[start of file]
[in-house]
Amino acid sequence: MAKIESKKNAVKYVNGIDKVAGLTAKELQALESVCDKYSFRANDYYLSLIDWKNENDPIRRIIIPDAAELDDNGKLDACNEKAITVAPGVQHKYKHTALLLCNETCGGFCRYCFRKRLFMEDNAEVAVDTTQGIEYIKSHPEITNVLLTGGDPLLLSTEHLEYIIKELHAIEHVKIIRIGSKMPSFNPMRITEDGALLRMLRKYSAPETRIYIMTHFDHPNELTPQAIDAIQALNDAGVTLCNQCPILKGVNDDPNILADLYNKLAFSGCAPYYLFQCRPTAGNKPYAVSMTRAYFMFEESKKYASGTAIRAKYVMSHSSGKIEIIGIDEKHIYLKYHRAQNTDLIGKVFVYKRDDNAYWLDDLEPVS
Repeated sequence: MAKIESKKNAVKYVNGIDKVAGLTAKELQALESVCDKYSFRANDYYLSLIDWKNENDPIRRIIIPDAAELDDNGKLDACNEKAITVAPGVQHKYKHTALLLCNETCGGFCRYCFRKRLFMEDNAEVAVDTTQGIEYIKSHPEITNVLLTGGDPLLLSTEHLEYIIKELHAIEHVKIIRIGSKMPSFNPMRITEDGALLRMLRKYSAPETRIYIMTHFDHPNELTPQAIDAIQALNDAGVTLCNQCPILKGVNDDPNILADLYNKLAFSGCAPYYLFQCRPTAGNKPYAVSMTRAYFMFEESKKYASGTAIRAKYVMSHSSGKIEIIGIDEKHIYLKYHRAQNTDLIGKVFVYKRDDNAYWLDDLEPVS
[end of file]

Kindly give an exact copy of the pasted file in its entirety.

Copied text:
[in-house]
Amino acid sequence: MAKIESKKNAVKYVNGIDKVAGLTAKELQALESVCDKYSFRANDYYLSLIDWKNENDPIRRIIIPDAAELDDNGKLDACNEKAITVAPGVQHKYKHTALLLCNETCGGFCRYCFRKRLFMEDNAEVAVDTTQGIEYIKSHPEITNVLLTGGDPLLLSTEHLEYIIKELHAIEHVKIIRIGSKMPSFNPMRITEDGALLRMLRKYSAPETRIYIMTHFDHPNELTPQAIDAIQALNDAGVTLCNQCPILKGVNDDPNILADLYNKLAFSGCAPYYLFQCRPTAGNKPYAVSMTRAYFMFEESKKYASGTAIRAKYVMSHSSGKIEIIGIDEKHIYLKYHRAQNTDLIGKVFVYKRDDNAYWLDDLEPVS
Repeated sequence: MAKIESKKNAVKYVNGIDKVAGLTAKELQALESVCDKYSFRANDYYLSLIDWKNENDPIRRIIIPDAAELDDNGKLDACNEKAITVAPGVQHKYKHTALLLCNETCGGFCRYCFRKRLFMEDNAEVAVDTTQGIEYIKSHPEITNVLLTGGDPLLLSTEHLEYIIKELHAIEHVKIIRIGSKMPSFNPMRITEDGALLRMLRKYSAPETRIYIMTHFDHPNELTPQAIDAIQALNDAGVTLCNQCPILKGVNDDPNILADLYNKLAFSGCAPYYLFQCRPTAGNKPYAVSMTRAYFMFEESKKYASGTAIRAKYVMSHSSGKIEIIGIDEKHIYLKYHRAQNTDLIGKVFVYKRDDNAYWLDDLEPVS